While a secure VPN protects your identity, it cannot hide the personal information you voluntarily share on your social media account. This includes your name, email address, and phone number, but also the likes, shares, and posts you make.

Before posting a video or picture, you should always make sure that sensitive data (your home address, for instance) isn't visible. I also recommend revising your account's privacy settings to minimize the data you share with others.

2. Phishing attacks

Phishing is a form of online scam where bad actors use emails, text messages, and even phone calls to access your sensitive personal data. They may do so by tricking you into revealing your bank account details to commit financial fraud. Another way to do this is by making you click on a malicious link that'll infect your device with malware or viruses.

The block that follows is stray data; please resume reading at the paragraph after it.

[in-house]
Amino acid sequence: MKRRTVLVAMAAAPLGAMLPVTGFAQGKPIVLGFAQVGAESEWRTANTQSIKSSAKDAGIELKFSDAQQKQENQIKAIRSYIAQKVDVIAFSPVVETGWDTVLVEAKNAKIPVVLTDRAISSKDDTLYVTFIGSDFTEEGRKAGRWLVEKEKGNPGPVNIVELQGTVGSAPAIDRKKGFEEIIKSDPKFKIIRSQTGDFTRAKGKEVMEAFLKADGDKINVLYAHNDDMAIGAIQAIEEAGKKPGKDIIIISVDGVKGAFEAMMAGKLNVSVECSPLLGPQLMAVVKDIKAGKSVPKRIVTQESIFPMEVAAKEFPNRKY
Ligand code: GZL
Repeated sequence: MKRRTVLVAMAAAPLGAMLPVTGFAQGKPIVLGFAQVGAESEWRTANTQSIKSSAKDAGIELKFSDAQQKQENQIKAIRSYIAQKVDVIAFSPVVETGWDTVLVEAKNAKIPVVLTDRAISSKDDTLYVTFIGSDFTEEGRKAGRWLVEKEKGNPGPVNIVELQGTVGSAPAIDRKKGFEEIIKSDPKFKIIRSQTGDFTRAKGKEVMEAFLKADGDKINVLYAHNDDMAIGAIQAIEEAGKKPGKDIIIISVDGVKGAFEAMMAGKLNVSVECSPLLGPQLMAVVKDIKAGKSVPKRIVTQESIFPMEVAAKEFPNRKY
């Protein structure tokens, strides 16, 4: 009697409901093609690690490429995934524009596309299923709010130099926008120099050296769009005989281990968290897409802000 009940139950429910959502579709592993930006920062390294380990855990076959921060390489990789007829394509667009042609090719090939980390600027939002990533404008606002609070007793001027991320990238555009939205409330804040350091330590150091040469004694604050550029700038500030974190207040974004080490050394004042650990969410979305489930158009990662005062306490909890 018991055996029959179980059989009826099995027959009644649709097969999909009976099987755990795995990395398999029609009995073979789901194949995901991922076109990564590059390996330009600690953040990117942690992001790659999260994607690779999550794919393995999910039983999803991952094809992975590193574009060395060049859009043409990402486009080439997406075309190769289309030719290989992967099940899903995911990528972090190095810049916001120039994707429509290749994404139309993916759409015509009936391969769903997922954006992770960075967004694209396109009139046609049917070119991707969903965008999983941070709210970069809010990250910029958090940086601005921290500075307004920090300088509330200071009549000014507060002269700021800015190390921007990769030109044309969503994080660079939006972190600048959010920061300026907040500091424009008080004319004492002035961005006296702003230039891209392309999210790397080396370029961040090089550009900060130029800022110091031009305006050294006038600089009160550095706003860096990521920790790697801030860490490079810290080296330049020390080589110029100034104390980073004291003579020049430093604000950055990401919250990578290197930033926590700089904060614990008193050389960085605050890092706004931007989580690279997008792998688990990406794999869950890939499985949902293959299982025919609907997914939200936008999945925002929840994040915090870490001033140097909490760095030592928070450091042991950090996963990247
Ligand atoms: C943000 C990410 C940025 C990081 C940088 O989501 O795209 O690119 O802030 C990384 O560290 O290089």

A VPN can deter a hacker from trying to intercept your internet traffic, but it cannot prevent you from landing on a scam website yourself or sharing your personal details with someone on the web.

Also, thanks to AI-powered tools, attackers can craft increasingly convincing messages at high speed. This means phishing attacks will keep happening in the future. The good news is that, despite how well-made the messages are, you can always spot a scam. As a rule of thumb, if something is too good to be true it generally is—so, beware of grand promises. I also recommend controlling senders' email addresses as attackers tend to use more general emails instead of, for example, a corporate one. Watch out for telltale spelling mistakes and other grammatical inaccuracies.